• Optimum module architecture through xMS, the requirement-based configuration descriptions that are used to generated the required virtual servers.


    • SharePoint is the users choice for collaboration and “work in progress” content management.
      Leverages the dominance of MS Office on the desktop and the user acceptance that comes with it.
    • SharePoint doesn’t (yet) provide the appropriate means to cover all enterprise needs, but SDF(2) is there to rescue. SDF, the SharePoint – Documentum Framework provides optimal bi-directional integration with Documentum to cover the enterprise needs.

C6’s D2

    • Reduce cost of customizations of Webtop by leveraging the configurable user interface that D2 delivers.
    • Replace Webtop with a much more tailored and applicable interface for those users that need functionality that is not provided through SharePoint or xCP applications.
    • Increase user acceptance with the appealing skinnable interface that D2 provides.

Documentum D7 / xCP2

    • Leverage the new deployment model that uses vApps.
    • Leverage the ability to reverse patches if the outcome has unwanted side-effects
    • Leverage the vast amount of documented functional patterns and solutions to build xCP applications.
    • Leverage the growing number of xCelerators to reduce implementation time and effort.


    • Replace old school designs and include lessons learned of the current implementation.
    • Start supporting the Knowledge Worker; Make it goal-driven and reduce the rigidness of traditional workflows.
    • Prevent the typical chaos that uncontrolled, non-governed SharePoint environments tend to create.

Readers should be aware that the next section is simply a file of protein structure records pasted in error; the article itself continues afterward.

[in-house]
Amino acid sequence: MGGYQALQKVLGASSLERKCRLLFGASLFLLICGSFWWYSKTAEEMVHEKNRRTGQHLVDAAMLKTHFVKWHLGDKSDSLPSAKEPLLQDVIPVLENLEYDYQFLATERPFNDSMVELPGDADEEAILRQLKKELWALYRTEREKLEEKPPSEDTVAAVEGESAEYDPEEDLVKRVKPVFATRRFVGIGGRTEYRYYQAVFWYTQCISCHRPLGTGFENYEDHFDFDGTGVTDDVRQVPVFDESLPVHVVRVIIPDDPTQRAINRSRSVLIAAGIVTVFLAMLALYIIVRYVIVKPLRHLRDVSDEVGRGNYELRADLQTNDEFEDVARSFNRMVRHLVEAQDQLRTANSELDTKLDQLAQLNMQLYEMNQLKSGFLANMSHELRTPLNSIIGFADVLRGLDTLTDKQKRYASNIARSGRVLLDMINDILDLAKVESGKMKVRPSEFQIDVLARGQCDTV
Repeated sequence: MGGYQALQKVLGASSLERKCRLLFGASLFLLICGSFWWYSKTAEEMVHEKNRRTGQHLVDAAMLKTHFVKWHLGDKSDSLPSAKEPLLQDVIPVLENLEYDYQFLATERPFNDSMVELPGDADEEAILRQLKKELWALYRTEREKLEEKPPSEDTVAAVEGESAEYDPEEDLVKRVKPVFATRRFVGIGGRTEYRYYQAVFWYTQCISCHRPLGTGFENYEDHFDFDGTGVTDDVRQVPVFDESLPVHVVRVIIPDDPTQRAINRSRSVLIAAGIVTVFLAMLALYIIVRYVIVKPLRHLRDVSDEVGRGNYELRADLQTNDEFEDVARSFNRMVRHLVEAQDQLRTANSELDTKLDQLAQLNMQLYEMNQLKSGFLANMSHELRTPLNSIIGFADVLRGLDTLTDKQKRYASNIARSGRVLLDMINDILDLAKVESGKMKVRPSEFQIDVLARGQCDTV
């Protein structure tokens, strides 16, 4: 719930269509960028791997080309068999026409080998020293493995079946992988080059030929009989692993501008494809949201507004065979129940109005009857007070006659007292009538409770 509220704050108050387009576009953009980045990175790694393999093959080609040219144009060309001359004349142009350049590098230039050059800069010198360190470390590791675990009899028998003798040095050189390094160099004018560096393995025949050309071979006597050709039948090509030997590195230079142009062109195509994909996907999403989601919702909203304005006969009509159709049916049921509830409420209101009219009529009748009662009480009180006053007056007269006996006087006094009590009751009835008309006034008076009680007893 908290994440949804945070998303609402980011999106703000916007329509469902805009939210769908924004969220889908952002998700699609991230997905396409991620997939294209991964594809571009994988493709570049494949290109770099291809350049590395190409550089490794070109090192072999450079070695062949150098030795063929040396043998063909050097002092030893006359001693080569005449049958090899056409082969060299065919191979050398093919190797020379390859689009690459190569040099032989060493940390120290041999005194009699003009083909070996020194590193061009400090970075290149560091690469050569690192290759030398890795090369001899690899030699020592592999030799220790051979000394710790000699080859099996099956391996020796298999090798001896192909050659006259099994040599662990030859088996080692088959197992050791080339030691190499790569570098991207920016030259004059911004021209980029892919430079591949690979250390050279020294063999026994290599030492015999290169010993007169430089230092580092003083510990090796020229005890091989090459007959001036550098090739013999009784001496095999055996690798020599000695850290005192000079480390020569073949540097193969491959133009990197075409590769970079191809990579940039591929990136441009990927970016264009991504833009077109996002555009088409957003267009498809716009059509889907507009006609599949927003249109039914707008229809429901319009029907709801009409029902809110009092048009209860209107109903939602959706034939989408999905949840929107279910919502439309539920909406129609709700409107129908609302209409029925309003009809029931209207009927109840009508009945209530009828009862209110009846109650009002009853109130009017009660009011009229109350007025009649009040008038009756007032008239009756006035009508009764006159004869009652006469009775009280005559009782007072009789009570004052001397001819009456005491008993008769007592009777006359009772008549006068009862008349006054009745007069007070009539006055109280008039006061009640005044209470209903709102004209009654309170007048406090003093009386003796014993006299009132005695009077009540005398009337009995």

• Take a controlled route towards the cloud by using on premise cloud technology.


I believe it’s here and now that you have the opportunity to re-think what your Documentum centric solutions add to your business and re-do them using Documentum & xCP through EMC OnDemand and integrate them with SharePoint through SDF.

If the signs are right, we’re expecting a beautiful baby somewhere in the late summer of 2012.
But, we have to work for that. It will not come easy.

The above mentioned arguments are not meant to be complete or generically applicable; further discussion is needed to incorporate the specifics of your organisation. That first step is yours. I’m sure you can do it!


Ed Steenhoek
ECM Solution Principal


  1. While writing this post, I was thinking about Manchester City. A soccer team where huge investments have been made in recent years but yet without success. However, after reviewing this post, it dawned to me that it is also applicable to Oracle. Oracle has been purchasing ECM technologies and companies but still doesn’t deliver a clear package that delivers success on its own – that is without cross selling from e.g. Siebel or the Oracle RDBMS – that matches the investments made.
  2. Implementing SDF requires a specialism that is provided through EMC Professional Services or directly from selected partners. Informed Consulting is proud to be that partner for EMEA.

Oh my, Information Overload

October 31st, 2011 Comments off

Momentum is about to kick off in full gear and it has me thinking about our clients and the problems they face. Information Managers and the organizations they represent face a fast changing Enterprise Information Management landscape. Increasing volumes of information from multiple sources, and systems result in an excess of information. In addition the paths to knowledge are changing as internal or external, traditional or web based and now also social information channels merge together as information sources. Both factors result in information overload for organizations and their Information Managers alike who must cope with the changing landscape. The traditional approach of the past was to select an Enterprise Content Management (ECM) solution and use it as the sole means of solving all Information Management challenges. This approach no longer meets the need of organizations and their users as no one solution will solve all challenges presented.